You don't and you can't. You can't 'get out of' your mortgage without severe penalties and you can't refinance unless you still have equity.
It doesn't matter if you are 'upside-down' unless you need to sell. Really, it doesn't.
People are 'upside-down' all the time on car loans and it doesn't freak them out.
I think the following is the most important part of this answer:
The bank never agreed to be your financial partner and assume risk with you. The bank agreed to lend you money and you agreed that you would repay it. If you are able to do so, you should. If the property was worth 125% of what you paid for it (i.e. a 25% profit) would you be looking to share that with the bank? Why do you think they should take (or even share) YOUR loss? People walking away from upside down mortgages really have the potential to completely sink the financial sector!
You can't walk away with no penalty. That's because you borrowed the money and YOU agreed to pay it back. When you don't pay it back, it shows you are irresponsible with money and not a good credit risk.
There are four levels of things you can do if you have to sell. The farther down the list you get, the more damage it does to your credit.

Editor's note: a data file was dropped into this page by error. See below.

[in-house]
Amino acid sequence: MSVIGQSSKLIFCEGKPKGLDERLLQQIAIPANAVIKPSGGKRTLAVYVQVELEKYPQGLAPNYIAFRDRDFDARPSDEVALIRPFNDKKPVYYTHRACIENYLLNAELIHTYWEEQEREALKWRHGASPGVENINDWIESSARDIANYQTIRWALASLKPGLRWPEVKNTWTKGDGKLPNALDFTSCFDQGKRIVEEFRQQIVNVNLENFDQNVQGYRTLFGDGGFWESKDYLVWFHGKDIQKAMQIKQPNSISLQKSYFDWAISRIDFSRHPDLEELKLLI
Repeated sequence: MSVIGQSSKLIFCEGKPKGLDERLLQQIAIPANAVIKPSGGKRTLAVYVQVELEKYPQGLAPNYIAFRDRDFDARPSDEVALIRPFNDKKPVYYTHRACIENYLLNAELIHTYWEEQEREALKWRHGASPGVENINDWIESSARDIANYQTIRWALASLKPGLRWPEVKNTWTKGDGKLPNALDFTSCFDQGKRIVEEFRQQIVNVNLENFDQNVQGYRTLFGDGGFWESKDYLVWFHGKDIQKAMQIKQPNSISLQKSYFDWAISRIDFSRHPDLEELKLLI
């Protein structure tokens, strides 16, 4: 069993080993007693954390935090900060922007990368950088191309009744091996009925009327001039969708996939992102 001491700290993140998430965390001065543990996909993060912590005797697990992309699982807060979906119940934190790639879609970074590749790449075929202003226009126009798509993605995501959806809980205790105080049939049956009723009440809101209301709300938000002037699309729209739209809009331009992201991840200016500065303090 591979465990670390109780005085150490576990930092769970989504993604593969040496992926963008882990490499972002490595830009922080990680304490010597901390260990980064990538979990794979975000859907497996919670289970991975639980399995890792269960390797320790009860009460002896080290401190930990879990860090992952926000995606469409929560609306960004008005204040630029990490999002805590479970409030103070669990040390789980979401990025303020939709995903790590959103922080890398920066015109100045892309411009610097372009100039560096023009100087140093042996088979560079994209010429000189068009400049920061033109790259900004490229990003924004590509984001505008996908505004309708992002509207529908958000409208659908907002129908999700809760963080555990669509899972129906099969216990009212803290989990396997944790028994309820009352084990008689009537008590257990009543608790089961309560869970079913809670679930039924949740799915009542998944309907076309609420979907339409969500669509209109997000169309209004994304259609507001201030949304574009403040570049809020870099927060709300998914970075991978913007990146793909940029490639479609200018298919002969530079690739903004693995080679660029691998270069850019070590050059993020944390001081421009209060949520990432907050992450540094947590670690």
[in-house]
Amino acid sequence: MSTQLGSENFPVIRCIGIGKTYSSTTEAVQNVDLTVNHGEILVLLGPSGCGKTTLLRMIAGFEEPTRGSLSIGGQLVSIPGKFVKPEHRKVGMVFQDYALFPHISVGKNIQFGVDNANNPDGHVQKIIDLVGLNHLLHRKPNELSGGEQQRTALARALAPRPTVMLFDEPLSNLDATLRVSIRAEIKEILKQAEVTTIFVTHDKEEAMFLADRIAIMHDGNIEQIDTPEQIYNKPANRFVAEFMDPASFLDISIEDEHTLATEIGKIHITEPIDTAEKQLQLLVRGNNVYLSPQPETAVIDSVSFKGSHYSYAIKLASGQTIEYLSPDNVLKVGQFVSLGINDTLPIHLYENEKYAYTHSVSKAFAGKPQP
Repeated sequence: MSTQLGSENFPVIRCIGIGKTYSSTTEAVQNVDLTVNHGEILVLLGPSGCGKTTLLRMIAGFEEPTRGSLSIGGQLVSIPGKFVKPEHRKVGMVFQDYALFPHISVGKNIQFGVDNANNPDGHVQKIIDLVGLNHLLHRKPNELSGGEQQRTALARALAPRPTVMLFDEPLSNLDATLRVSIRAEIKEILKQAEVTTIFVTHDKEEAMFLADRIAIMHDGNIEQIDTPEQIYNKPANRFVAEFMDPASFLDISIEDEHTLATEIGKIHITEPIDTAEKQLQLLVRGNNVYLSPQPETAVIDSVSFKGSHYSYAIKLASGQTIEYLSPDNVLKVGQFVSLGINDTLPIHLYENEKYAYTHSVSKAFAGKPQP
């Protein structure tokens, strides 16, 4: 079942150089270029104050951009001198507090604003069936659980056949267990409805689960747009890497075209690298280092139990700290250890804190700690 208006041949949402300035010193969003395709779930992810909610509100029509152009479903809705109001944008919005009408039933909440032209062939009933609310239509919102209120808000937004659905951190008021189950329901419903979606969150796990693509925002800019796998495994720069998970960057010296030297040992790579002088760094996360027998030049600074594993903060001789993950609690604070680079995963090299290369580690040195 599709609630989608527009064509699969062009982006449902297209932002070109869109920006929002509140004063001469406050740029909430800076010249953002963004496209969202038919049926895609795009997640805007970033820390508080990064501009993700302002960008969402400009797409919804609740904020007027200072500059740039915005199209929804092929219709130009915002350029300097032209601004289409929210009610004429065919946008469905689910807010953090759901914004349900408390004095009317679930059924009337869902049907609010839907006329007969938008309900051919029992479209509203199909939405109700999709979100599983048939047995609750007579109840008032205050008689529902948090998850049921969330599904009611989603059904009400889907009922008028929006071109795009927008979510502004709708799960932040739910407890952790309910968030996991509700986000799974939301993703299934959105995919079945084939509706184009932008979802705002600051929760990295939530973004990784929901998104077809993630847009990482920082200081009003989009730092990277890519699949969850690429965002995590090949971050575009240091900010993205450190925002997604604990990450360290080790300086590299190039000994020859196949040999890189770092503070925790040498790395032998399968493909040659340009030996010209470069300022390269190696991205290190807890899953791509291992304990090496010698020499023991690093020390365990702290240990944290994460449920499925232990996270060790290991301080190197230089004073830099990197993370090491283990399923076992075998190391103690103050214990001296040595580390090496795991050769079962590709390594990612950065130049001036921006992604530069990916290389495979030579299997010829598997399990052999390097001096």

#1 - come up with the difference out of pocket at
closing. Not terribly attractive, but does no damage to your credit.
#2 - get the bank to agree to a 'short sale'. From a bank's point of view a short sale is a loss mitigation technique - meaning they think they'll lose more if they don't do this. This is why they have means testing for a short sale and why you already have to be delinquent in payments.
#3 - deed-in-lieu of foreclosure. A 'voluntary' foreclosure. Saves the bank attorney fees and a court date. Trashes your credit. Similar to qualifying for a short sale, you have to be in distress for a bank to agree to this.
#4 - full foreclosure. The bank hires and attorney and goes to court to gain ownership.
In cases 2, 3 and 4 there is a deficiency. They can come after you for the balance. In some states it is difficult for them to do so and they may choose to forgive the balance. If they do, they will almost certainly send you a 1099 next tax season where the amount forgiven counts as income to you (and now you have a real tax problem). If the amount isn't forgiven, they can go to court and seek a deficiency judgement against you. After they get this, they can garnish your wages to get repaid (and garnish any tax return, etc. you might be owed).
There is no 'getting out of' your mortgage.